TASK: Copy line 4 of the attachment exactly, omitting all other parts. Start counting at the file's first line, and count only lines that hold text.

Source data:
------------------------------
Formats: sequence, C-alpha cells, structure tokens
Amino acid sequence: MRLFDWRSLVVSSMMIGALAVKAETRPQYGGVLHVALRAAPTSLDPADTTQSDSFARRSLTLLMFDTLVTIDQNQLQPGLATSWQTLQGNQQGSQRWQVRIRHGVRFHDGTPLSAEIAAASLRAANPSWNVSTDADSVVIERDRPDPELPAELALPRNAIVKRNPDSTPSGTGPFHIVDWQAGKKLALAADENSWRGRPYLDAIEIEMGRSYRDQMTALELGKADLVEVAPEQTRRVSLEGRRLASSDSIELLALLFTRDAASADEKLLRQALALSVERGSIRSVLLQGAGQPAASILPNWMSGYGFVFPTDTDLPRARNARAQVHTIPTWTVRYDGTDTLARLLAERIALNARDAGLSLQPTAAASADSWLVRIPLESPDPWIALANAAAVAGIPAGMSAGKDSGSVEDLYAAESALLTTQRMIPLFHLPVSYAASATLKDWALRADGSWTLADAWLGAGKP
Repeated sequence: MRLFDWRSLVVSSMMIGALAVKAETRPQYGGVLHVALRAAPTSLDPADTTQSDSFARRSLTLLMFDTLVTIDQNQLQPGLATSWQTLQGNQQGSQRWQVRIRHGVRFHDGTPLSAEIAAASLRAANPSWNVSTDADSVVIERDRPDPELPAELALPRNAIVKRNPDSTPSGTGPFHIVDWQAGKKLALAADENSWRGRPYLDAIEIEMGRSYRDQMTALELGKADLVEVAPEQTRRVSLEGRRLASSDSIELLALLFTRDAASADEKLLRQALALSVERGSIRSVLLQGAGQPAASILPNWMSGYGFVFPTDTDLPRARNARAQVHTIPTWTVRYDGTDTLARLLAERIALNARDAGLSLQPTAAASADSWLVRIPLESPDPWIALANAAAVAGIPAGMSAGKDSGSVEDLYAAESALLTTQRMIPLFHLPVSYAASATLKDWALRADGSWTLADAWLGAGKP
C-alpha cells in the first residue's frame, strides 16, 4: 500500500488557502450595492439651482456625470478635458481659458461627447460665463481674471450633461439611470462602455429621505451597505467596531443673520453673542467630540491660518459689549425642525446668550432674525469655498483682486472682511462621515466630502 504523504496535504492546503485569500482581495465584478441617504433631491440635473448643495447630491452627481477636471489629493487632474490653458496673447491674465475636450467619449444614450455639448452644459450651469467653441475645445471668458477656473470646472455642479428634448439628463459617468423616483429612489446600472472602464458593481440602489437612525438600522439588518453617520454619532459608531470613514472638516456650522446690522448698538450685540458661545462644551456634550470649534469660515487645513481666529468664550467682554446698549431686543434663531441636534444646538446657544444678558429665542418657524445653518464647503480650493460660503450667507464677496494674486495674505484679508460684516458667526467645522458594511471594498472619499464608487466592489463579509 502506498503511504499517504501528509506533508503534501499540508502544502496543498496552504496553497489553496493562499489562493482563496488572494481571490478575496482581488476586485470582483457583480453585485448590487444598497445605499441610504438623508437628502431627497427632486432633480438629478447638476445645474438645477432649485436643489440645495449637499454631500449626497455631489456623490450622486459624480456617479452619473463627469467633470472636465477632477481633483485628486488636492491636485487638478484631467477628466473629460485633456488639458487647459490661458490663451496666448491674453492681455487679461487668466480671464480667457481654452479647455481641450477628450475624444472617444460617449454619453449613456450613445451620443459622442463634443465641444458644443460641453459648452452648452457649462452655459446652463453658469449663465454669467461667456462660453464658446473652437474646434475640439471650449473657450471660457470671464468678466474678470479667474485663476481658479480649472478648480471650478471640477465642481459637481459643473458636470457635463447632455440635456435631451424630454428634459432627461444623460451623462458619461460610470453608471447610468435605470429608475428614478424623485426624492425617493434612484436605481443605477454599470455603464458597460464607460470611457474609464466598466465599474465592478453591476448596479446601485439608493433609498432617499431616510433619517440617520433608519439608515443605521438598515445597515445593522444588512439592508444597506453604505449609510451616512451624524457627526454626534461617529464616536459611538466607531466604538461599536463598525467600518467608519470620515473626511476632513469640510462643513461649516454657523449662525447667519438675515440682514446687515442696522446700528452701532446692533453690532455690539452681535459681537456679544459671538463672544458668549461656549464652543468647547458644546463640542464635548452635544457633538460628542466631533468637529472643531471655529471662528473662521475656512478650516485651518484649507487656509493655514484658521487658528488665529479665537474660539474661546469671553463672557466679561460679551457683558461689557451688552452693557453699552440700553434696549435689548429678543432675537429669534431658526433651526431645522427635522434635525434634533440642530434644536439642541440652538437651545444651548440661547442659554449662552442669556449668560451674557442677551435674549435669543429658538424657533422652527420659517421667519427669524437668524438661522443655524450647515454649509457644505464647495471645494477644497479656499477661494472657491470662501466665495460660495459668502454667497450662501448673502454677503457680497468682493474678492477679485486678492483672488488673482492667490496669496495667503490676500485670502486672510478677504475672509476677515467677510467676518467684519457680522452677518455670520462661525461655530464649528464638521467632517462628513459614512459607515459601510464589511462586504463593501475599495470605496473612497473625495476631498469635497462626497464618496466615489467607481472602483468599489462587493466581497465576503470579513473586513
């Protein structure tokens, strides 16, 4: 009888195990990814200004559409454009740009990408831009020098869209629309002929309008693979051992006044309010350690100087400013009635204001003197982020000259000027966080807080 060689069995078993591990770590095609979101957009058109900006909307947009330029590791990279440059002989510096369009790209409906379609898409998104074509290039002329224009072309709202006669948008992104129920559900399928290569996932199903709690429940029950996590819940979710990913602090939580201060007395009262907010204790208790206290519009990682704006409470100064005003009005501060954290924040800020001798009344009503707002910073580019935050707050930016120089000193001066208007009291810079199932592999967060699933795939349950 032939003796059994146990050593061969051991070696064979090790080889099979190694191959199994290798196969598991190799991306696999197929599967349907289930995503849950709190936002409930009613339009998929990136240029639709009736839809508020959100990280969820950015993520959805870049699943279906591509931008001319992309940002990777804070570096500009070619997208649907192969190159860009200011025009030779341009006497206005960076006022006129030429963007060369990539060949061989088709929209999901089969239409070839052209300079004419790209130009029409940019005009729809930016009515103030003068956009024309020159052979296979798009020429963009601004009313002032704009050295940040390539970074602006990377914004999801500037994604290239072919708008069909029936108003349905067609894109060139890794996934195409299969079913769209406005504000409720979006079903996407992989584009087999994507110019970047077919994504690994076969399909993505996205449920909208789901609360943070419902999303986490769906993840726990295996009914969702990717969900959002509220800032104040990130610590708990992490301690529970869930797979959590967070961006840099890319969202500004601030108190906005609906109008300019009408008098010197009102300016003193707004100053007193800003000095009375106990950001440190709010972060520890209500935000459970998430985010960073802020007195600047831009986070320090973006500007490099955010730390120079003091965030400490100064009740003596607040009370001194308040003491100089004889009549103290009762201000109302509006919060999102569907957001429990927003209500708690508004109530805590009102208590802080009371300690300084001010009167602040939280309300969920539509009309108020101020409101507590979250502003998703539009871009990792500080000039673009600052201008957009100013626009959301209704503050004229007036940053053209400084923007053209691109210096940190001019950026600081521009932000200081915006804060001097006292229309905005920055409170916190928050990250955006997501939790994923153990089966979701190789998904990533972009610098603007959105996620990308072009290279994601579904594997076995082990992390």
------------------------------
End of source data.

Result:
C-alpha cells in the first residue's frame, strides 16, 4: 500500500488557502450595492439651482456625470478635458481659458461627447460665463481674471450633461439611470462602455429621505451597505467596531443673520453673542467630540491660518459689549425642525446668550432674525469655498483682486472682511462621515466630502 504523504496535504492546503485569500482581495465584478441617504433631491440635473448643495447630491452627481477636471489629493487632474490653458496673447491674465475636450467619449444614450455639448452644459450651469467653441475645445471668458477656473470646472455642479428634448439628463459617468423616483429612489446600472472602464458593481440602489437612525438600522439588518453617520454619532459608531470613514472638516456650522446690522448698538450685540458661545462644551456634550470649534469660515487645513481666529468664550467682554446698549431686543434663531441636534444646538446657544444678558429665542418657524445653518464647503480650493460660503450667507464677496494674486495674505484679508460684516458667526467645522458594511471594498472619499464608487466592489463579509 502506498503511504499517504501528509506533508503534501499540508502544502496543498496552504496553497489553496493562499489562493482563496488572494481571490478575496482581488476586485470582483457583480453585485448590487444598497445605499441610504438623508437628502431627497427632486432633480438629478447638476445645474438645477432649485436643489440645495449637499454631500449626497455631489456623490450622486459624480456617479452619473463627469467633470472636465477632477481633483485628486488636492491636485487638478484631467477628466473629460485633456488639458487647459490661458490663451496666448491674453492681455487679461487668466480671464480667457481654452479647455481641450477628450475624444472617444460617449454619453449613456450613445451620443459622442463634443465641444458644443460641453459648452452648452457649462452655459446652463453658469449663465454669467461667456462660453464658446473652437474646434475640439471650449473657450471660457470671464468678466474678470479667474485663476481658479480649472478648480471650478471640477465642481459637481459643473458636470457635463447632455440635456435631451424630454428634459432627461444623460451623462458619461460610470453608471447610468435605470429608475428614478424623485426624492425617493434612484436605481443605477454599470455603464458597460464607460470611457474609464466598466465599474465592478453591476448596479446601485439608493433609498432617499431616510433619517440617520433608519439608515443605521438598515445597515445593522444588512439592508444597506453604505449609510451616512451624524457627526454626534461617529464616536459611538466607531466604538461599536463598525467600518467608519470620515473626511476632513469640510462643513461649516454657523449662525447667519438675515440682514446687515442696522446700528452701532446692533453690532455690539452681535459681537456679544459671538463672544458668549461656549464652543468647547458644546463640542464635548452635544457633538460628542466631533468637529472643531471655529471662528473662521475656512478650516485651518484649507487656509493655514484658521487658528488665529479665537474660539474661546469671553463672557466679561460679551457683558461689557451688552452693557453699552440700553434696549435689548429678543432675537429669534431658526433651526431645522427635522434635525434634533440642530434644536439642541440652538437651545444651548440661547442659554449662552442669556449668560451674557442677551435674549435669543429658538424657533422652527420659517421667519427669524437668524438661522443655524450647515454649509457644505464647495471645494477644497479656499477661494472657491470662501466665495460660495459668502454667497450662501448673502454677503457680497468682493474678492477679485486678492483672488488673482492667490496669496495667503490676500485670502486672510478677504475672509476677515467677510467676518467684519457680522452677518455670520462661525461655530464649528464638521467632517462628513459614512459607515459601510464589511462586504463593501475599495470605496473612497473625495476631498469635497462626497464618496466615489467607481472602483468599489462587493466581497465576503470579513473586513